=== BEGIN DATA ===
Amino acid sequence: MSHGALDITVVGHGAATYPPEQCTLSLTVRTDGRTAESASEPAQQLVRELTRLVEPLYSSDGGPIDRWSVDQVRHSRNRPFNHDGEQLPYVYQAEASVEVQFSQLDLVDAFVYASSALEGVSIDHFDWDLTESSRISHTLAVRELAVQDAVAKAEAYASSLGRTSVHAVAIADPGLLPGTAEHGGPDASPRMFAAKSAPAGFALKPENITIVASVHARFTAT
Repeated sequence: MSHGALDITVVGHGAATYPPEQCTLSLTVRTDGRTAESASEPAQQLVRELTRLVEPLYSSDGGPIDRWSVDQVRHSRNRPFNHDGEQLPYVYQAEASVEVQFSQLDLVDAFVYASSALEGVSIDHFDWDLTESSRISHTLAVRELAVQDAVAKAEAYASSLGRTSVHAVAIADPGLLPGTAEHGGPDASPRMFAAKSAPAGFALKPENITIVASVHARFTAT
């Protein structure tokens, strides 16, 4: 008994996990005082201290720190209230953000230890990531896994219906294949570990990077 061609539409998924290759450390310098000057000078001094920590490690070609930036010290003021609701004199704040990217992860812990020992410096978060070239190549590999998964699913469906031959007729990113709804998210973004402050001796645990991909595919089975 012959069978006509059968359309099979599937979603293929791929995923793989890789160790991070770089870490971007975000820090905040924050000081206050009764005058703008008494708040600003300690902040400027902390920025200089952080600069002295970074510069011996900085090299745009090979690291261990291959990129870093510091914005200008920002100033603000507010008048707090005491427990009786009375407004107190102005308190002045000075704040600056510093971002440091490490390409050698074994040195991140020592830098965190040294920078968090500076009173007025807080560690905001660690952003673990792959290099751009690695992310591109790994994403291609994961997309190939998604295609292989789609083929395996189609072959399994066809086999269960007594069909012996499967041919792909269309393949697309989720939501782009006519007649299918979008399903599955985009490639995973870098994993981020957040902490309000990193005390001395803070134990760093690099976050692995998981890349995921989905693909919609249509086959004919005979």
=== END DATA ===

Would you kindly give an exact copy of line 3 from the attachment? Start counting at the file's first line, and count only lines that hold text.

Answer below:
């Protein structure tokens, strides 16, 4: 008994996990005082201290720190209230953000230890990531896994219906294949570990990077 061609539409998924290759450390310098000057000078001094920590490690070609930036010290003021609701004199704040990217992860812990020992410096978060070239190549590999998964699913469906031959007729990113709804998210973004402050001796645990991909595919089975 012959069978006509059968359309099979599937979603293929791929995923793989890789160790991070770089870490971007975000820090905040924050000081206050009764005058703008008494708040600003300690902040400027902390920025200089952080600069002295970074510069011996900085090299745009090979690291261990291959990129870093510091914005200008920002100033603000507010008048707090005491427990009786009375407004107190102005308190002045000075704040600056510093971002440091490490390409050698074994040195991140020592830098965190040294920078968090500076009173007025807080560690905001660690952003673990792959290099751009690695992310591109790994994403291609994961997309190939998604295609292989789609083929395996189609072959399994066809086999269960007594069909012996499967041919792909269309393949697309989720939501782009006519007649299918979008399903599955985009490639995973870098994993981020957040902490309000990193005390001395803070134990760093690099976050692995998981890349995921989905693909919609249509086959004919005979």